The murders of George Floyd, Breonna Taylor, and countless others lit a flame in 2020 and created a sense of urgency throughout corporate America. The torch was passed from corporate CEO to CEO, giving rise to a need for more than just statements of sorrow and empathy. Professionals across industries instead demanded that their companies commit to social justice, reform, and systemic changes. Of course, these demands also came at a time when angst and turmoil were exacerbated by the deep hurt communities were experiencing due to a shared global health crisis.
For me, the day following the murder of George Floyd was anything but business as usual. As a diversity, equity, inclusion, and belonging (DEIB) professional, it was one of the most challenging and memorable days of my career, and that was mainly because my colleagues openly showed vulnerability. For the first time at work, I saw several colleagues share their personal experiences with racism. The candor and rawness of these powerful stories set off a chain reaction throughout corporate America and prompted us DEIB practitioners to take immediate action, step up our allyship, and create spaces where employees feel safe being vulnerable.
This idea of embracing vulnerability was a new concept for many of us, especially for me as a Latina. I grew up in a household where we women were taught to be strong: my mother and the other women in my family showed me that being Latina means being fierce, bold, and brave out in the workplace. To be vulnerable was interpreted as weakness and marked a person as being unable to survive in corporate environments.
Witnessing my colleagues show their vulnerability on that awful day redefined this mentality for me as an individual, as a professional, and as a Latina.
As a DEIB practitioner, it also meant taking a step back. How could my colleagues and I deepen our understanding of our Black communities? Experts such as author and researcher Brené Brown speak to creating psychologically safe spaces that are a necessity for courageous, authentic conversations.
Corporate leaders have also been taking stock. They understand they must prioritize DEIB to ensure accountability, sustainability, and the accomplishment of meaningful change. Continuing these courageous conversations and shifting the workplace culture are critical to achieving those goals. The truth is that companies simply can no longer expect our Black and brown communities to ignore either their human experiences or the profound effects those experiences have.
Corporations have a responsibility to their employees—and a responsibility to help drive this shift in workplace culture. Those organizations that want to be part of this movement can do so by keeping the following in mind:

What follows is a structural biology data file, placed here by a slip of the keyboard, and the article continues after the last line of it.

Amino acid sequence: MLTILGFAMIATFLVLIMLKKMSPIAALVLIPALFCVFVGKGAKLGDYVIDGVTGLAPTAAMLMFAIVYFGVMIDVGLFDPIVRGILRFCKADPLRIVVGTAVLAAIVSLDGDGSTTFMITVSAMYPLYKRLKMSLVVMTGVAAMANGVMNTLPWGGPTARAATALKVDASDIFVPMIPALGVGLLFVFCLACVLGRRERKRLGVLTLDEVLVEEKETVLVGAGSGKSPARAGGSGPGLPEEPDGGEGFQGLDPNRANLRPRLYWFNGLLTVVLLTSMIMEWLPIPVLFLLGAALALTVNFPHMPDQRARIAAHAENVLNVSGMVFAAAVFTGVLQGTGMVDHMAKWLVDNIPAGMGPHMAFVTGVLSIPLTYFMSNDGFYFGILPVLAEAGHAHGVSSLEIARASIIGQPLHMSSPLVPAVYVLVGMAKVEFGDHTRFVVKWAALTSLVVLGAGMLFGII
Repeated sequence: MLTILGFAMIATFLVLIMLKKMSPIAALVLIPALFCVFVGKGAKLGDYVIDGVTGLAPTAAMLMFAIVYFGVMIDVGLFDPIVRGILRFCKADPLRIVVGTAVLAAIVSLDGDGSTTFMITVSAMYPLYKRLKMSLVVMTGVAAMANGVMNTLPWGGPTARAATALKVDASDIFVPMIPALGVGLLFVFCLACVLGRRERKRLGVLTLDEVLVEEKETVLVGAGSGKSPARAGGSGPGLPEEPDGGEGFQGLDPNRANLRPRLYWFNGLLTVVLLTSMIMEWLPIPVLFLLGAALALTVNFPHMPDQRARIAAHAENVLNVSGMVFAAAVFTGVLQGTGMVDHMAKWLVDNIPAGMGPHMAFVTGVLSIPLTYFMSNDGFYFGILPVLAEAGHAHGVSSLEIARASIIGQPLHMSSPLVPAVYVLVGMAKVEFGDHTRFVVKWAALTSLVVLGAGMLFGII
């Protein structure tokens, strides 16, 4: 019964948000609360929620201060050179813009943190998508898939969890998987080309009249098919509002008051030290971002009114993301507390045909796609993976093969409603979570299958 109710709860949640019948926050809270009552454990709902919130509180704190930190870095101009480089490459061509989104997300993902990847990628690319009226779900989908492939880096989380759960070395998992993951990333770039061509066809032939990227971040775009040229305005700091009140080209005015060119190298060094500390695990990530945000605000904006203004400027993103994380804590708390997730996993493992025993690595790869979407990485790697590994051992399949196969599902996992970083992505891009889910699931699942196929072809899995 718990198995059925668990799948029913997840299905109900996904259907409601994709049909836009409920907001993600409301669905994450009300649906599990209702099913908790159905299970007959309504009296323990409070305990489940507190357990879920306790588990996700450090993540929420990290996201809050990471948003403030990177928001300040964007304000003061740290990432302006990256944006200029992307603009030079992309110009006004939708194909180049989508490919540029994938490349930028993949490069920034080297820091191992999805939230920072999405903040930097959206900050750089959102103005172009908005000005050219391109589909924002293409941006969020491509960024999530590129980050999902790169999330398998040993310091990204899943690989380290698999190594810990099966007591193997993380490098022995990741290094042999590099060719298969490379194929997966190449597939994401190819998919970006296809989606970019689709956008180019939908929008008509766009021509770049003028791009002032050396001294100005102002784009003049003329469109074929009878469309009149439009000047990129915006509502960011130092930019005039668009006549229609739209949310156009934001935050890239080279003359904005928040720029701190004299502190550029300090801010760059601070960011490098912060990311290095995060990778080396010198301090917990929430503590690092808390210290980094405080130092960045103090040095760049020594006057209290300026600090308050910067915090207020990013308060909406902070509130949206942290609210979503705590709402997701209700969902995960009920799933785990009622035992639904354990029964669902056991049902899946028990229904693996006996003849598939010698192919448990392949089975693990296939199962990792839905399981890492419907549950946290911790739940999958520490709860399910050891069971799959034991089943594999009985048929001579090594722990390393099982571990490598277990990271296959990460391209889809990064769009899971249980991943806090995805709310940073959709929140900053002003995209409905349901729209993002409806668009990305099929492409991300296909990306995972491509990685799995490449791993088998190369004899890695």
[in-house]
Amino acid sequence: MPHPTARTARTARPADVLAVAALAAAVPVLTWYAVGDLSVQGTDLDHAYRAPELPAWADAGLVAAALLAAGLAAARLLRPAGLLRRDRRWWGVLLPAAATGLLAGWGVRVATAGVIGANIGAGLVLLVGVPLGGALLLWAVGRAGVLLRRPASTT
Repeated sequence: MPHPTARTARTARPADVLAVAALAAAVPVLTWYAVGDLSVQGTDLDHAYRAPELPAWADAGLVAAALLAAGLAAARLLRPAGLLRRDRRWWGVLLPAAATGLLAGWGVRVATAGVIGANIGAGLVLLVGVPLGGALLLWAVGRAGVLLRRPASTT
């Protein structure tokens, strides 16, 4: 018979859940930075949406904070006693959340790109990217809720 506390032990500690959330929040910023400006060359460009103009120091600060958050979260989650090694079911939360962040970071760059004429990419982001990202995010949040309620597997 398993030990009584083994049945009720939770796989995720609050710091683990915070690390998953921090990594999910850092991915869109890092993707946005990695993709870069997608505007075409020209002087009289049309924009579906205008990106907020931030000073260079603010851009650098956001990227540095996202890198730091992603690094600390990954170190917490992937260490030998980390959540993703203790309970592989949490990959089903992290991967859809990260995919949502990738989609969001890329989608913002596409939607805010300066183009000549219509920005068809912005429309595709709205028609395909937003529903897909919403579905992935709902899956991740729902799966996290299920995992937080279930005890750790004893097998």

- Recognize it is a journey and staff will be reticent as organizations begin to focus on creating psychological safety.
- Optimize time with teams and always carve out time for open dialogue.
- Lead by example and set the tone. Open conversations by being vulnerable and honest: Colleagues will begin to build trust and feel comfortable speaking their truth.
- Set ground rules that create safe spaces, such as practicing active listening, open mindedness, and respect.
- Be accountable and make both empathy and cultural and emotional intelligence part of the core leadership competencies (which should be included in performance reviews and 360 feedback). Along with other inclusive practices, this will affirm commitment.
- Understand there is an inherent desire for human connection, even in the workplace.
In the anomaly that was 2020, recognizing and acknowledging our vulnerability began to drive true change. It has forced many to find comfort in the uncomfortable and allow themselves to become open to authentic discourse on topics such as racism and police brutality. It has transformed the way we engage and empathize with each other, which has in turn changed the bond between colleagues into a more profound and human connection. It was an awakening for countless people and organizations, and a reawakening for the broader DEIB field.
As we enter 2021, redefining the workplace culture by prioritizing inclusion and belonging will be critical to continuing these courageous conversations. All our lives have been greatly impacted in ways we never imagined: We have felt and witnessed a great deal, emotionally, physically, and mentally, and this will likely only continue throughout 2021. Processing all of these emotions has tested our resilience and patience, but it has also made us realize that we are vulnerable human beings. And that is a wonderful thing. So instead of being ashamed of our vulnerability, we must embrace vulnerability, because to be vulnerable is to be courageous.
Jennifer Vasquez is a multifaceted, bilingual executive supporting DEI strategies in STEM. She has more than thirteen years of hands-on experience in strategic planning, business development, diversity and inclusion initiatives, change management, organizational agility, partnership development, revenue generation, project management, integrated marketing communications strategy, digital campaigns, and corporate social responsibility.
Vasquez holds dual bachelors and dual masters degrees in International Development and Latin American and Caribbean studies, and has been appointed to various commissions by the mayors of Miami, Washington, DC, and Los Angeles.